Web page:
Perren F, Loulidi J, Poglia D, et al. Microbubble potentiated transcranial duplex ultrasound enhances IV thrombolysis in acute stroke. J Thromb Thrombolysis 2008; 25: 219–23.PubMedCrossRefGoogle Scholar
  30. 30.
    Eggers J, Seidel G, Koch B, et al. Sonothrombolysis in acute ischemic stroke for patients ineligible for rt-PA. Neurology 2005; 64(6): 1052–4.PubMedCrossRefGoogle Scholar
  31. 31.
    IMS II Trial Investigators. The Interventional Management of Stroke (IMS) II study. Stroke 2007; 38(7): 2127–35.CrossRefGoogle Scholar
  32. 32.
    Daffertshofer M, Hennerici M. Ultrasound in the treatment of ischaemic stroke. Lancet Neurol 2003; 2(5): 283–90.PubMedCrossRefGoogle Scholar
  33. 33.
    Tsivgoulis G, Culp WC, Alexandrov AV. Ultrasound enhanced thrombolysis in acute arterial ischemia. Ultrasonics 2008; 48(4): 303–11.PubMedCrossRefGoogle Scholar
  34. 34.
    Saqqur M, Tsivgoulis G, Molina CA, et al. Design of a PROspective multi-national CLOTBUST collaboration on reperfusion therapies for stroke (CLOTBUST-PRO). Int J Stroke 2008; 3(1): 66–72.PubMedCrossRefGoogle Scholar
  35. 35.
    Tsivgoulis G, Alexandrov AV. Ultrasound-enhanced thrombolysis in acute ischemic stroke: potential, failures, and safety. Neurotherapeutics 2007; 4(3): 420–7.PubMedCrossRefGoogle Scholar
  36. 36.
    Calliada F, Campani R, Bottinelli O, et al. Ultrasound contrast agents: basic principles. Eur J Radiol 1998; 27 Suppl. 2: S157–60.PubMedCrossRefGoogle Scholar
  37. 37.
    Holland CK, Apfel RE. Thresholds for transient cavitation produced by pulsed ultrasound in a controlled nuclei environment. J Acoust Soc Am 1990; 88(5): 2059–69.PubMedCrossRefGoogle Scholar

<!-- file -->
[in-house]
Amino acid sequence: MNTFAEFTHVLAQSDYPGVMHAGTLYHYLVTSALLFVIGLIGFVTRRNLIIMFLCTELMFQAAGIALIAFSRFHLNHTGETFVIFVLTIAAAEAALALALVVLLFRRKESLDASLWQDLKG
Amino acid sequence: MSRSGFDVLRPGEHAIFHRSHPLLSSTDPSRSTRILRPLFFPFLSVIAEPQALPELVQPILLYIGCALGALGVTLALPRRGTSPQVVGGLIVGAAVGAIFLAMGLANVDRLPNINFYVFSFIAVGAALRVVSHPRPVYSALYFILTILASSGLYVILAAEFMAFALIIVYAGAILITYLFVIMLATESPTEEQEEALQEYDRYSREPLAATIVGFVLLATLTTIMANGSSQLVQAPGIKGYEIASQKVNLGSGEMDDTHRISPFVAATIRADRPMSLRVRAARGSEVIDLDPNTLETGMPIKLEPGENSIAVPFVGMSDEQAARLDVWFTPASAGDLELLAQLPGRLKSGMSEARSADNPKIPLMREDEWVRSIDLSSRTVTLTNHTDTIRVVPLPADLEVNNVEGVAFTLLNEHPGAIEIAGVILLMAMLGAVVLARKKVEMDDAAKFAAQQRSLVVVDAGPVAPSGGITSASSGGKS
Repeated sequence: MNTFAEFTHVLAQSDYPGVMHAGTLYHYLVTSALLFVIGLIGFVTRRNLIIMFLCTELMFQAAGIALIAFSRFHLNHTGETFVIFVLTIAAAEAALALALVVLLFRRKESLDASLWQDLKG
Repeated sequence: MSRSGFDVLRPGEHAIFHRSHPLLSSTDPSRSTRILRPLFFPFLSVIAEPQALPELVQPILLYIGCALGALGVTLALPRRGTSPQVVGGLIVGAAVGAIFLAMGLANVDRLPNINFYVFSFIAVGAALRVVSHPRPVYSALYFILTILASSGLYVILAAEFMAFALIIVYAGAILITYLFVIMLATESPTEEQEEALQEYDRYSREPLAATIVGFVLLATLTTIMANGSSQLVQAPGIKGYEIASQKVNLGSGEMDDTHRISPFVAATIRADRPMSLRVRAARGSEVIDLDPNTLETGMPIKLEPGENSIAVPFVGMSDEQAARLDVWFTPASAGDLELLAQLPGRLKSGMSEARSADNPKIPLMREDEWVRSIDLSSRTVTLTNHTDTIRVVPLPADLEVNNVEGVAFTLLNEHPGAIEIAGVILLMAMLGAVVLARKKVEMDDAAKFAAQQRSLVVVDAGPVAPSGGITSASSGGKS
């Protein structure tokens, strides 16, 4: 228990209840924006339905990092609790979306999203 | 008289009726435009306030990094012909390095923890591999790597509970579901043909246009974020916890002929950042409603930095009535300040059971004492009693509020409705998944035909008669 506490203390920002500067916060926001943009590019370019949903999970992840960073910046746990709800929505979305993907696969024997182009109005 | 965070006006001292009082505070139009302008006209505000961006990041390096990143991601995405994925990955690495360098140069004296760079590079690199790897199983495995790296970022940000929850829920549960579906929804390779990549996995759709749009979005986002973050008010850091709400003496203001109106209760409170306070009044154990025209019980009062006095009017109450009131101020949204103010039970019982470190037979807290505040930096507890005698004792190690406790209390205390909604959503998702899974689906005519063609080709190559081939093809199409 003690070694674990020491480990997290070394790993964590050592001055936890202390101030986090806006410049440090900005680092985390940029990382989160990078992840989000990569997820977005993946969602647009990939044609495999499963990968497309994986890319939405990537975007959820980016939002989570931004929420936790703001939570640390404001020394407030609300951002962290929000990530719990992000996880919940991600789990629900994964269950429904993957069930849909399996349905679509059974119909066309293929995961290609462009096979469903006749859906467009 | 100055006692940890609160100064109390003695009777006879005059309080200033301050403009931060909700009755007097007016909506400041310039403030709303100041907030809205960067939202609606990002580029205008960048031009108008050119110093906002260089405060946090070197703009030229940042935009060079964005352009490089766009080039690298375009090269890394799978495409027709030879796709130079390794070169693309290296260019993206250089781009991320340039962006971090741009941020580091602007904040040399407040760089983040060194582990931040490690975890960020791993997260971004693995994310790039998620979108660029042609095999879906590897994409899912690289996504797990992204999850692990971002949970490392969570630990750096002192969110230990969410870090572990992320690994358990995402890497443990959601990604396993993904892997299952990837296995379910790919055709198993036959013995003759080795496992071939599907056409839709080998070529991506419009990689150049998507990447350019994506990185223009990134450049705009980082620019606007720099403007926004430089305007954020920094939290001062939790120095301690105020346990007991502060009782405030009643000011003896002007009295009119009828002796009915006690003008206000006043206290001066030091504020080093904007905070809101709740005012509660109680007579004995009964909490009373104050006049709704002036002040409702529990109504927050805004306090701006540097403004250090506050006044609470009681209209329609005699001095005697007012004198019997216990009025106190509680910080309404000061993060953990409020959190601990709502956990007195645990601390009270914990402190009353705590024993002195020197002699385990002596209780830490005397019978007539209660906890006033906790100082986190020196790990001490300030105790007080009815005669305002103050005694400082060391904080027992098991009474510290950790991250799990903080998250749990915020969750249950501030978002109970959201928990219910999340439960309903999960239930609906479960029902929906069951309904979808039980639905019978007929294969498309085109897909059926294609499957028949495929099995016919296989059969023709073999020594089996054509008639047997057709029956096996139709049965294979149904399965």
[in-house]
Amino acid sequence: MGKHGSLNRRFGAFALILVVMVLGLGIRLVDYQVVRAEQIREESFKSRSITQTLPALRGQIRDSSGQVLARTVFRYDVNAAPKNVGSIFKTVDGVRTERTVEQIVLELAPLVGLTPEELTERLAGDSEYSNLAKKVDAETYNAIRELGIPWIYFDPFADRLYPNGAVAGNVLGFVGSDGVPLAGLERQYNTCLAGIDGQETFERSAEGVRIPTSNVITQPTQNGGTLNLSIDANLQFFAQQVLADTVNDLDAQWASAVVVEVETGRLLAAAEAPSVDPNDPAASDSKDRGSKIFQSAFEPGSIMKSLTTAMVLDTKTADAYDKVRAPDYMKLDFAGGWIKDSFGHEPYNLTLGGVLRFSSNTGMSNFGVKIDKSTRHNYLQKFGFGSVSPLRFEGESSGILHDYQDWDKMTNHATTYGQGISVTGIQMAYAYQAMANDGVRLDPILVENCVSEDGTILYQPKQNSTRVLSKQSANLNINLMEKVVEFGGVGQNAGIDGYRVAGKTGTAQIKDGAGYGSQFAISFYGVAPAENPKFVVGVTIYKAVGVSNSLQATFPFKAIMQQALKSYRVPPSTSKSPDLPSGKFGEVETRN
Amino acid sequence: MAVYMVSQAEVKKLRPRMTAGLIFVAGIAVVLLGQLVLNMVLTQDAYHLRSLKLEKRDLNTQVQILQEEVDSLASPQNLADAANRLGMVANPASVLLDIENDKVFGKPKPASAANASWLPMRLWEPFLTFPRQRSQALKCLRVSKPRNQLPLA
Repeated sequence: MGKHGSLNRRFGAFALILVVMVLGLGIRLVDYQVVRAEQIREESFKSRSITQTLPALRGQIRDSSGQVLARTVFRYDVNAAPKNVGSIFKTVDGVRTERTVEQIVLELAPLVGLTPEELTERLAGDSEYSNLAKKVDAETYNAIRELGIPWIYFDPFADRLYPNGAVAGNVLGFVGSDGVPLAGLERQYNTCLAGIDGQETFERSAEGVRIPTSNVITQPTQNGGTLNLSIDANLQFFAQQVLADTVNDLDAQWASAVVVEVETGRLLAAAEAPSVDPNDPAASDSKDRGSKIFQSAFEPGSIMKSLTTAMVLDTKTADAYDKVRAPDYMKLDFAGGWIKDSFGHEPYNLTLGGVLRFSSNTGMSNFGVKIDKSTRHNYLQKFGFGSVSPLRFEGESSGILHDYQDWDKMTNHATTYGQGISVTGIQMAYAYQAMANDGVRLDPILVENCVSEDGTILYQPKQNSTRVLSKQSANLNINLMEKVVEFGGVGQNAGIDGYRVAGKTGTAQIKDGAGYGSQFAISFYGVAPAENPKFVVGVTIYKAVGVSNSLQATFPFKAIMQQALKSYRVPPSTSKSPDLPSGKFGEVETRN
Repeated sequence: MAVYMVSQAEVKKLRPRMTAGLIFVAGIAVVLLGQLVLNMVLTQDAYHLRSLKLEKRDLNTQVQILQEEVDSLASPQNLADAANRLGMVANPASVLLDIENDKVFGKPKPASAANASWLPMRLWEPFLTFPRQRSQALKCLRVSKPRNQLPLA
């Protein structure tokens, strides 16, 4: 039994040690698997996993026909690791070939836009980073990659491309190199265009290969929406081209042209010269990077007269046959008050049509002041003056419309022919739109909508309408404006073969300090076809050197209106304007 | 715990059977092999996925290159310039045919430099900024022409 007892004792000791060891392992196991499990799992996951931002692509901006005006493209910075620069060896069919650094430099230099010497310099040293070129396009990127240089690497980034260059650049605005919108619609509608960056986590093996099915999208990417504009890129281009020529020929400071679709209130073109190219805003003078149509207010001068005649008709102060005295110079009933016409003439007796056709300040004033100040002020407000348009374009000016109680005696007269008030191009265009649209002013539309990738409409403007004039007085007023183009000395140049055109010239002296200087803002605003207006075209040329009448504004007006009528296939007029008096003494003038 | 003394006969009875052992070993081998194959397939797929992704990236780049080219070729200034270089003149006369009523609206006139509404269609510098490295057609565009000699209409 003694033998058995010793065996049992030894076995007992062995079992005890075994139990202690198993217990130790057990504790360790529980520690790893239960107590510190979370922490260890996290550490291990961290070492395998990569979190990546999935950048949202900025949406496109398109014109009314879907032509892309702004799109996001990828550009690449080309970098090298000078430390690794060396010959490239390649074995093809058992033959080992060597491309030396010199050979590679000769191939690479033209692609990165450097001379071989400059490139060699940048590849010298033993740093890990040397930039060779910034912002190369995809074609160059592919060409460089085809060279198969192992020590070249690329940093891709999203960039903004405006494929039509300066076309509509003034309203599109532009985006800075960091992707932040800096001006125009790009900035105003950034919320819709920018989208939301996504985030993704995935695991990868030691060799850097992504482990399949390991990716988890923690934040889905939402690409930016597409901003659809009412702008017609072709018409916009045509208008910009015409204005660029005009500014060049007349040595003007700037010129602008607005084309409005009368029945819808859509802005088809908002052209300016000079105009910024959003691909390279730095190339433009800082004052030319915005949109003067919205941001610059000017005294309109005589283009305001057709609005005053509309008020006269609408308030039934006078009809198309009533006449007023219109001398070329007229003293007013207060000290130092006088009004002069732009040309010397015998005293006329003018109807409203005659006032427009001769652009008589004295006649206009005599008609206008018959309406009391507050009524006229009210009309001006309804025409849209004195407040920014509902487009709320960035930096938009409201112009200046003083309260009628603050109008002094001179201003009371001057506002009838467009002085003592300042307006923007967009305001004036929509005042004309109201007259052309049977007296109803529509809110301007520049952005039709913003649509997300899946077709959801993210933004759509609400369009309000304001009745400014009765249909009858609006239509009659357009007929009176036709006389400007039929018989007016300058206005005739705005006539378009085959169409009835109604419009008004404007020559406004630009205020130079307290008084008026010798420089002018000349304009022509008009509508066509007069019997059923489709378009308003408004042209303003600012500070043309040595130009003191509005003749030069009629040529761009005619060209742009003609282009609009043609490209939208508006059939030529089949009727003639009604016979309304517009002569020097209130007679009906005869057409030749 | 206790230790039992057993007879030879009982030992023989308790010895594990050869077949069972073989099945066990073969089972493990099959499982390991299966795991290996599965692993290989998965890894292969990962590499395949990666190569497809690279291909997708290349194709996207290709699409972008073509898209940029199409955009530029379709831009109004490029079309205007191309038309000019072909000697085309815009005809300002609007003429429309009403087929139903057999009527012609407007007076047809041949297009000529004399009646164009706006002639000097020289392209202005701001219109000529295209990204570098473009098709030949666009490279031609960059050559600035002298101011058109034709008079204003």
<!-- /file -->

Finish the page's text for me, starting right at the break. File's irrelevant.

38. 38.
    Nanda NC, Schlief R, Goldberg BB. Advances in echo imaging using contrast enhancement. 2nd ed. Dordrecht: Kluwer Academic Publishers, 1997.CrossRefGoogle Scholar
  39. 39.
    Prokop AF, Soltani A, Roy RA. Cavitational mechanisms in ultrasound-accelerated fibrinolysis. Ultrasound Med Biol 2007; 33(6): 924–33.PubMedCrossRefGoogle Scholar
  40. 40.
    Dijkmans PA, Juffermans LJ, Musters RJ, et al. Microbubbles and ultrasound: from diagnosis to therapy. Eur J Echocardiogr 2004; 5(4): 245–56.PubMedCrossRefGoogle Scholar
  41. 41.
    Nishioka T, Luo H, Fishbein MC, et al. Dissolution of thrombotic arterial occlusion by high intensity, low frequency ultrasound and dodecafluoropentane emulsion: an in vitro and in vivo study. J Am Coll Cardiol 1997; 30(2): 561–8.PubMedCrossRefGoogle Scholar
  42. 42.
    Culp WC, Porter TR, McCowan TC, et al. Microbubble-augmented ultrasound declotting of thrombosed arteriovenous dialysis grafts in dogs. J Vasc Interv Radiol 2003; 14(3): 343–7.PubMedCrossRefGoogle Scholar
  43. 43.
    Culp WC, Porter TR, Lowery J, et al. Intracranial clot lysis with intravenous micro-bubbles and transcranial ultrasound in swine. Stroke 2004; 35(10): 2407–11.PubMedCrossRefGoogle Scholar
  44. 44.
    Mizushige K, Kondo I, Ohmori K, et al. Enhancement of ultrasound-accelerated thrombolysis by echo contrast agents: dependence on microbubble structure. Ultrasound Med Biol 1999; 25(9): 1431–7.PubMedCrossRefGoogle Scholar
  45. 45.
    Rubiera M, Ribo M, Delgado-Mederos R, et al. Do bubble characteristics affect recanalization in stroke patients treated with microbubble-enhanced sonothrombolysis? Ultrasound Med Biol 2008; 34(10): 1573–7.PubMedCrossRefGoogle Scholar
  46. 46.
    Xie F, Tsutsui JM, Lof J, et al. Effectiveness of lipid microbubbles and ultrasound in declotting thrombosis. Ultrasound Med Biol 2005; 31(7): 979–85.PubMedCrossRefGoogle Scholar
  47. 47.
    Atar S, Luo H, Nagai T, et al. Ultrasonic thrombolysis: catheter-delivered and trans-cutaneous applications. Eur J Ultrasound 1999; 9(1): 39–54.PubMedCrossRefGoogle Scholar

Copyright information

© Adis Data Information BV 2010

Authors and Affiliations

  1. 1.Comprehensive Stroke CenterUniversity of Alabama HospitalBirminghamUSA
  2. 2.Stroke Unit, Neurology DepartmentVall d’Hebron HospitalBarcelonaSpain

Personalised recommendations